Stock a Basic Fishing Tackle Box: Hook, Line and Sinker

If you're a beginning fisher using spinning or spin-casting gear, read on for suggestions on stocking up a basic fishing tackle box.

| May/June 1989

For my eighth birthday (which was, Gad, some 33 years ago) I was given a five-dollar bill. I can still remember the wonder of walking into Walt's Sporting Goods knowing I could suddenly afford virtually any fishing plug, spoon or spinner that I wanted. If memory serves me, I walked out of Walt's that day with a red and white Flatfish plug, a silver-bladed Mepps Aglia spinner and a red and white Dardevle spoon. I think I might have even gotten change. Those basic lures would cost a bit more these days, but they're still available, and in attempting here to advise the stocking of a basic fishing tackle box to use on the bass (smallmouth, largemouth, white and rock), pan fish (bluegill, crappie, perch and sunfish), trout and walleyed pike that occupied most of my childhood weekends, I'll certainly include those standbys among my choices.

Of course, when talking about building a basic tackle collection from the bottom up, there are many more artificial lures, as well as the more prosaic hooks, leaders and sinkers, to consider. But first, we're going to have to define a few parameters. For one thing, I'm going to have to limit my discussion to equipment for the angler using spinning or spin-casting gear (though much of it will meet the needs of the bait-casting-rod user as well). These are, I think, the rigs most commonly used by beginners—probably because they're relatively inexpensive and easy to master. In addition, the goodies described here will be specifically aimed at the species mentioned above, and therefore at the freshwater pond, lake or river angler. (A few of the lure choices will, however, prove effective against such smaller, inshore saltwater species as sea trout, young bluefish, Spanish mackerel and so forth.) Finally, though anglers with a total of several hundred years' of fishing experience are called upon in putting this article together, the gear recommended here should be considered basic. It will allow you to catch fish just about anywhere within the parameters defined above, but nothing can beat the on-the-spot observation of what's catching a particular species on a particular body of water at a particular time. Keep your eye on the anglers who are catching fish (use binoculars to watch them if you have to!), and add their secret weapons to the arsenal described below.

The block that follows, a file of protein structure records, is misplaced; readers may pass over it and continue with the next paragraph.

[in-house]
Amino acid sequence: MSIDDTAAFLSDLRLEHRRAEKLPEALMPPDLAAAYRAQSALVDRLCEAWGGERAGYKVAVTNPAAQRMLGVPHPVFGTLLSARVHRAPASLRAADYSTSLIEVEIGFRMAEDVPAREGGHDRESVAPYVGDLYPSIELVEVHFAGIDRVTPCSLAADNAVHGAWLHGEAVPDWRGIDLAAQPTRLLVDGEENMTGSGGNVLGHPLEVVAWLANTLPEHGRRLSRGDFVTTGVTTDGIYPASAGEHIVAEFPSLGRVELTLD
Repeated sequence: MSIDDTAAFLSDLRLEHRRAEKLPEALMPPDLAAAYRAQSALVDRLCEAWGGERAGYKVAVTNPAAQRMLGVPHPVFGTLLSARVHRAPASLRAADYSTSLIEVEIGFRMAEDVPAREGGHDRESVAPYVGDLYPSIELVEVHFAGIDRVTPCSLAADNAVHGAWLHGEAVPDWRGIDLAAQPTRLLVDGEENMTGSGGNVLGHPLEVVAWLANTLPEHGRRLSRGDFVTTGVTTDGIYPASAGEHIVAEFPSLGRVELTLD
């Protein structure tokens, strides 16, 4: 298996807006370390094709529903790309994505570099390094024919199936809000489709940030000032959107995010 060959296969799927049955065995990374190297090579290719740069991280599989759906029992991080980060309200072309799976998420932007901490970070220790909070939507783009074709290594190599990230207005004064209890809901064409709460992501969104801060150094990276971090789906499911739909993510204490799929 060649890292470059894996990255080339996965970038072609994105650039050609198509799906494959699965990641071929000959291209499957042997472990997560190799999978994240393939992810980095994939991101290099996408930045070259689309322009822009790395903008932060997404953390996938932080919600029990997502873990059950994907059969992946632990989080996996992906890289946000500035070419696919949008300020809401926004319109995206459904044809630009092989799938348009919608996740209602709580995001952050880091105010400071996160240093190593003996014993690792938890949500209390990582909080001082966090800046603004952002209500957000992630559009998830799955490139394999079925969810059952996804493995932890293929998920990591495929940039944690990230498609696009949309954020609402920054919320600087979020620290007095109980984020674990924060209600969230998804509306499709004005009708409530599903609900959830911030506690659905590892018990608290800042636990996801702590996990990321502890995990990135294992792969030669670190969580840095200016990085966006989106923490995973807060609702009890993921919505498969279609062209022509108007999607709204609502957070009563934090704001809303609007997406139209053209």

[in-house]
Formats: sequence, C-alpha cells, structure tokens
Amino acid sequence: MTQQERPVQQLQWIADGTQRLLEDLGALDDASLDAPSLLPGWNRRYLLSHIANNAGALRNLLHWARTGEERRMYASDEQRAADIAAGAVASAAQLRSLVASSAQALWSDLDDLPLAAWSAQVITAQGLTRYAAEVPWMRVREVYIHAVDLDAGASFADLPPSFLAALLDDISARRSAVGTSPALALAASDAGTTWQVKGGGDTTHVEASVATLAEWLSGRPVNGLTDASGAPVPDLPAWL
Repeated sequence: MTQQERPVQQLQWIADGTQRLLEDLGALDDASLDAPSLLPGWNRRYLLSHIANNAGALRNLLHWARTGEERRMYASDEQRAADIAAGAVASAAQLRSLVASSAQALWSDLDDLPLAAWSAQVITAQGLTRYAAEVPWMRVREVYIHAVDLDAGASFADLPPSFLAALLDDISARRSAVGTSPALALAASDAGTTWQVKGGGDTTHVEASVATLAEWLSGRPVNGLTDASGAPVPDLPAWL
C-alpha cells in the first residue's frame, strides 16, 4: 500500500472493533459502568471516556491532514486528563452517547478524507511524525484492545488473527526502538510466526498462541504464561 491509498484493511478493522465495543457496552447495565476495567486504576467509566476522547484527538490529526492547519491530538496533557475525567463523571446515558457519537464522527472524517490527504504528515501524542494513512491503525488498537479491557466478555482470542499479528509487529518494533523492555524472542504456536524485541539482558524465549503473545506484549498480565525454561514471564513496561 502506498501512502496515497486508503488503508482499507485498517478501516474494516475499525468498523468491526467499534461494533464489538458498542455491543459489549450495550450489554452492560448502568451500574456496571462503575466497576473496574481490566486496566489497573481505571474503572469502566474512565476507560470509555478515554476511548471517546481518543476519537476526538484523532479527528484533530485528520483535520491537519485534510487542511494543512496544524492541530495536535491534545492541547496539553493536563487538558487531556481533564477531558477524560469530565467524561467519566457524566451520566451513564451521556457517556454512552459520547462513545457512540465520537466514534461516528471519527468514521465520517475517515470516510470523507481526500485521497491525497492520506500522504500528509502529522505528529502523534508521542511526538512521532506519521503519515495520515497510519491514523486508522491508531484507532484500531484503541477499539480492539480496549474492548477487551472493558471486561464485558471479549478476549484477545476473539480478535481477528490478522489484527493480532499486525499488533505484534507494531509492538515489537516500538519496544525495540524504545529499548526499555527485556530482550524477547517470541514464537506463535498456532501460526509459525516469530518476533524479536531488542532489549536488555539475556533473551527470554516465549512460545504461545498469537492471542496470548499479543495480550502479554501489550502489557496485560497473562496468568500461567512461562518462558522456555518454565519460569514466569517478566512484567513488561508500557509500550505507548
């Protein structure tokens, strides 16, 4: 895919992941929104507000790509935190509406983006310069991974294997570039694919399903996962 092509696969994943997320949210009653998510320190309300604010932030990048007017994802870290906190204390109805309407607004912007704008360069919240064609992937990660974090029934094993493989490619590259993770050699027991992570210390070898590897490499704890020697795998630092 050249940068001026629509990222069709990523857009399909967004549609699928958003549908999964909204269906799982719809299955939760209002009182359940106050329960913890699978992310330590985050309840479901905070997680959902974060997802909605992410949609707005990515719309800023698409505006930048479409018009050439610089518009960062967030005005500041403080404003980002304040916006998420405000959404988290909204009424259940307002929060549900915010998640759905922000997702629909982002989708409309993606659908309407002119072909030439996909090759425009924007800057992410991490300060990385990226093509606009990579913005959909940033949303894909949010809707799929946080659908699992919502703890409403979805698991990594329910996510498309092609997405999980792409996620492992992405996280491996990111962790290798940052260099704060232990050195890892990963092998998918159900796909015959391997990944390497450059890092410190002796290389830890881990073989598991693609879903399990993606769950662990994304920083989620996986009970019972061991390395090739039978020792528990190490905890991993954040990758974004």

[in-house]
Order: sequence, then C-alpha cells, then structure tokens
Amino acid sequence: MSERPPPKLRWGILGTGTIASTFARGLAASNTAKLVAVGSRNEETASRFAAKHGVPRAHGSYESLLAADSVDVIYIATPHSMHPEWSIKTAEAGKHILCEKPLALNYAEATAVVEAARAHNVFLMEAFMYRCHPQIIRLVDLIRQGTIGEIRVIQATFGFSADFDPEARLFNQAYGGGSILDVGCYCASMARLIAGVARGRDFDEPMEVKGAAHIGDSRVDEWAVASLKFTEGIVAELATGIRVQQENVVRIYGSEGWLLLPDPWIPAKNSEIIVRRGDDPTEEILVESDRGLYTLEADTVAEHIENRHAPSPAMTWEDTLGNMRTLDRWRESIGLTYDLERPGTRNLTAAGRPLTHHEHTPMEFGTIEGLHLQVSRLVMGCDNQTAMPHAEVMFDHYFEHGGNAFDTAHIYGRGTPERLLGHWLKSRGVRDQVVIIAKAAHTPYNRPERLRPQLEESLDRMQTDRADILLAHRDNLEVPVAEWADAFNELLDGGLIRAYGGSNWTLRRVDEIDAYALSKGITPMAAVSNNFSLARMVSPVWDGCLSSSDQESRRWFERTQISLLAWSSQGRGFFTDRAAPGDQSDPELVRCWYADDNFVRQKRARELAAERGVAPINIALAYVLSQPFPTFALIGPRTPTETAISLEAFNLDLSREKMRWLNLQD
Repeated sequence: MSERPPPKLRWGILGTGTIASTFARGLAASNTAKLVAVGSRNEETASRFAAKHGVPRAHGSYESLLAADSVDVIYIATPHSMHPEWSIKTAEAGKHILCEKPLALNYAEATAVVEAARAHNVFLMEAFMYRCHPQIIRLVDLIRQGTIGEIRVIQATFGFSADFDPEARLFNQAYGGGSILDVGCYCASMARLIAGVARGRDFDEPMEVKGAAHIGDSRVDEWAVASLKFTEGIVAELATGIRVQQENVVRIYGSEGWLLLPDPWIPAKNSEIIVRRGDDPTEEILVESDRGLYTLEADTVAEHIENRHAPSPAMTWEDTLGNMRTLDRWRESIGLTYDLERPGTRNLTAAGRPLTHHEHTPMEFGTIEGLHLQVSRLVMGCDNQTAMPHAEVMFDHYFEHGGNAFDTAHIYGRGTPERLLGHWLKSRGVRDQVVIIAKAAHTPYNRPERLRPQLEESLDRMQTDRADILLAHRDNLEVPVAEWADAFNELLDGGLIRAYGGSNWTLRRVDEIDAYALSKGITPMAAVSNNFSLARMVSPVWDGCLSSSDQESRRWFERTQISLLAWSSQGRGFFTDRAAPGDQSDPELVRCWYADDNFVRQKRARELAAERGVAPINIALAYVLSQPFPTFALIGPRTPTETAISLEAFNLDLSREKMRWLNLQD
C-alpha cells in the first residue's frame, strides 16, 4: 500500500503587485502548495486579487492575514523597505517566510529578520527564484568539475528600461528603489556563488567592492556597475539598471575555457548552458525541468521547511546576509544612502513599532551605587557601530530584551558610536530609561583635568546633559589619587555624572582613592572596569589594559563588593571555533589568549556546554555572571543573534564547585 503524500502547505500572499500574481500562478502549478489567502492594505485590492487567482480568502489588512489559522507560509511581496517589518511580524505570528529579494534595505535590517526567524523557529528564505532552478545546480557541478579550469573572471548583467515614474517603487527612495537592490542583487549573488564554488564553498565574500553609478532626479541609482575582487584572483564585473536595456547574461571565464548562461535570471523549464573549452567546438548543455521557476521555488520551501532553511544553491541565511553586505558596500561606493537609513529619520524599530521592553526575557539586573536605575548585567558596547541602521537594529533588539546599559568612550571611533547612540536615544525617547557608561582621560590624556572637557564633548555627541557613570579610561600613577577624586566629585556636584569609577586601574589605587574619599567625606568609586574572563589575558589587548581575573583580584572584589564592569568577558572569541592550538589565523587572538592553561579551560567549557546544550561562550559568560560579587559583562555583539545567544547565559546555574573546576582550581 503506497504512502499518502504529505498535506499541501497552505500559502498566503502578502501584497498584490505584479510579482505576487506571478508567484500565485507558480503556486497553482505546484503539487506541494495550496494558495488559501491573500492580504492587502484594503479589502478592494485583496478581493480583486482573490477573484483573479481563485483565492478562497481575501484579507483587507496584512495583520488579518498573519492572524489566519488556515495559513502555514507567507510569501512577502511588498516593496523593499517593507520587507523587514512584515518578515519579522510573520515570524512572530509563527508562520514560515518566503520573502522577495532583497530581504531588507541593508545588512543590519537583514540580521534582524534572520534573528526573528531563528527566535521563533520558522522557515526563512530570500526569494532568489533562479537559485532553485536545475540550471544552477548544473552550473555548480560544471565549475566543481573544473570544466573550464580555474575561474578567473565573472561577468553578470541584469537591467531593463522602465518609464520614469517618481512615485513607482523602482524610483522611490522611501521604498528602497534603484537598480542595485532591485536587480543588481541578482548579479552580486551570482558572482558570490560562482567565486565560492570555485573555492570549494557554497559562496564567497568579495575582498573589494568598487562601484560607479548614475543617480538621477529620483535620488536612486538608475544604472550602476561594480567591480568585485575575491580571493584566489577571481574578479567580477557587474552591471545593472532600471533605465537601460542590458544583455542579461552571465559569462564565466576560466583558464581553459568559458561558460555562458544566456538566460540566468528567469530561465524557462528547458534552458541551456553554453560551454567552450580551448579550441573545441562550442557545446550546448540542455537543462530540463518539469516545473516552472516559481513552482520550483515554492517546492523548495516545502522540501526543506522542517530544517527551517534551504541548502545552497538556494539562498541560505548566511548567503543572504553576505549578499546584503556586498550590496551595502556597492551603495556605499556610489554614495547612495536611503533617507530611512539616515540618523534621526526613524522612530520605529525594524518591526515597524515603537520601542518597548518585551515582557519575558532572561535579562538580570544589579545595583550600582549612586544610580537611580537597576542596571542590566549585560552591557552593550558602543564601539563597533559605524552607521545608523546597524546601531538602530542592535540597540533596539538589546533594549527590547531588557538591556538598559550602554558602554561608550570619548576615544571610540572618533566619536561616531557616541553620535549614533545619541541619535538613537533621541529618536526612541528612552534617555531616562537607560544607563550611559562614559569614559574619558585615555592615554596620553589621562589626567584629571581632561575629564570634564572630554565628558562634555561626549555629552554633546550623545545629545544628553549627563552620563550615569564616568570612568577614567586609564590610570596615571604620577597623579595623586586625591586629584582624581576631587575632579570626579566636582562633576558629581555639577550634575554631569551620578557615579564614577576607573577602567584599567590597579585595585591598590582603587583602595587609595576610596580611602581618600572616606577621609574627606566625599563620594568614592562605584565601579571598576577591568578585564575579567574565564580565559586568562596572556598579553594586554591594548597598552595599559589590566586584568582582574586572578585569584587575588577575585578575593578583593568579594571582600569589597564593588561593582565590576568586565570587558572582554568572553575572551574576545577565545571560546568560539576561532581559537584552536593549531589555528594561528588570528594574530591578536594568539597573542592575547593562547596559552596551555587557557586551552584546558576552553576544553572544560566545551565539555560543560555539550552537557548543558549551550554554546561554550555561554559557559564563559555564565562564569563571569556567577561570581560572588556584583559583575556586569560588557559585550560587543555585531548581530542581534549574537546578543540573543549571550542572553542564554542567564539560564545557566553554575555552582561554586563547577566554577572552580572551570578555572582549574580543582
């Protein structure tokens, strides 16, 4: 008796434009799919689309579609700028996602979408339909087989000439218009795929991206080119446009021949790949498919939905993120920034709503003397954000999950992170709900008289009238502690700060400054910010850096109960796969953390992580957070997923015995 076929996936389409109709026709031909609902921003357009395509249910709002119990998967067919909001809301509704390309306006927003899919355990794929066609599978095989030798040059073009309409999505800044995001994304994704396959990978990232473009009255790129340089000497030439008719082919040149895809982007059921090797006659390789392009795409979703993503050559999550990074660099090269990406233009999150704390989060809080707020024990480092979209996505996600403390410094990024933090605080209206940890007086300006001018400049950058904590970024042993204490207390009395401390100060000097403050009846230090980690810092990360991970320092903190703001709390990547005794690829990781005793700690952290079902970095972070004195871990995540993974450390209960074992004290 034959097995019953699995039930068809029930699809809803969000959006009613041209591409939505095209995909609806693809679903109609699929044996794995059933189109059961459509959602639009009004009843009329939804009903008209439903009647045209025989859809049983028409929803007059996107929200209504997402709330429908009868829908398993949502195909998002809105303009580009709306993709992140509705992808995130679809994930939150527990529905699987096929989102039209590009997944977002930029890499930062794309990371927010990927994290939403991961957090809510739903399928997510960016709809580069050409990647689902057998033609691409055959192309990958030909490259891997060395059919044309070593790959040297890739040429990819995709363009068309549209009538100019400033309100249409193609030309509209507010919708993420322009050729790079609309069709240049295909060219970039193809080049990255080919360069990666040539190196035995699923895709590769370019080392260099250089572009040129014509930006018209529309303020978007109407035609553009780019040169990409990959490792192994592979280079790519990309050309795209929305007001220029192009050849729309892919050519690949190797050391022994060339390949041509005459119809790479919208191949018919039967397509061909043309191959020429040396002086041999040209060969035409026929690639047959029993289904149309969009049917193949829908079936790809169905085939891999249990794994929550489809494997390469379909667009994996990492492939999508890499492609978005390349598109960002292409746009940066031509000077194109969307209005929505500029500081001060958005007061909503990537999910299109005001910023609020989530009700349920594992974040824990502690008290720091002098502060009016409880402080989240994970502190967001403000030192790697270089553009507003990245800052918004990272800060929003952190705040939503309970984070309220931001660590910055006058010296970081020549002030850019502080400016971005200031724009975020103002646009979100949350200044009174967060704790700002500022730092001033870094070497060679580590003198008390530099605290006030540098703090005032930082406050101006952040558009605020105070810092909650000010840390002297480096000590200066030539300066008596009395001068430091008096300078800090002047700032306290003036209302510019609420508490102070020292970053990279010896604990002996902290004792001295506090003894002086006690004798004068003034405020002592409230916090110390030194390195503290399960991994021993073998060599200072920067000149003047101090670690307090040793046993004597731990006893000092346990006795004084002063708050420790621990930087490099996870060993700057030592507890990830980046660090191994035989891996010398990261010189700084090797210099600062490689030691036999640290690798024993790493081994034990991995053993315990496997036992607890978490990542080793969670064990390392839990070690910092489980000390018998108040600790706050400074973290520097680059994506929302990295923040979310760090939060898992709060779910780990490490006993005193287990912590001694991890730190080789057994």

You can probably cover most needs by purchasing a number of hooks both snelled (with sections of leader tied to them) and unsnelled in sizes 4, 6 and 8 (that's going from larger to smaller). These will handle most live baits (worms, minnows, crawfish, etc.) as well as the firmer types of doughballs or stinkbaits used for carp and catfish. Remember, it's easier to catch a big fish on a small hook than vice versa.


Buy a variety pack of split-shot sinkers (for live-bait fishing with bobbers and to add casting heft to jigs and spinners as needed), an assortment of bullet weights (to use with plastic worms) and a sampling of wire-eyed "bass" or "bait-casting" sinkers. When using the last two types, stick with the smallest sinker that will allow you to cast effectively or, when bottom fishing, that will hold your bait in place.

Snap Swivels

You'll need these to prevent your lures from twisting and kinking the fishing line. Those that are about an inch long will do for most applications.


It's hard to beat the old standby red and white plastic ball bobber. Get a few sizes, to handle smaller and larger bait/sinker combinations. Any design that grips the line firmly enough to stay where it's set will do fine.

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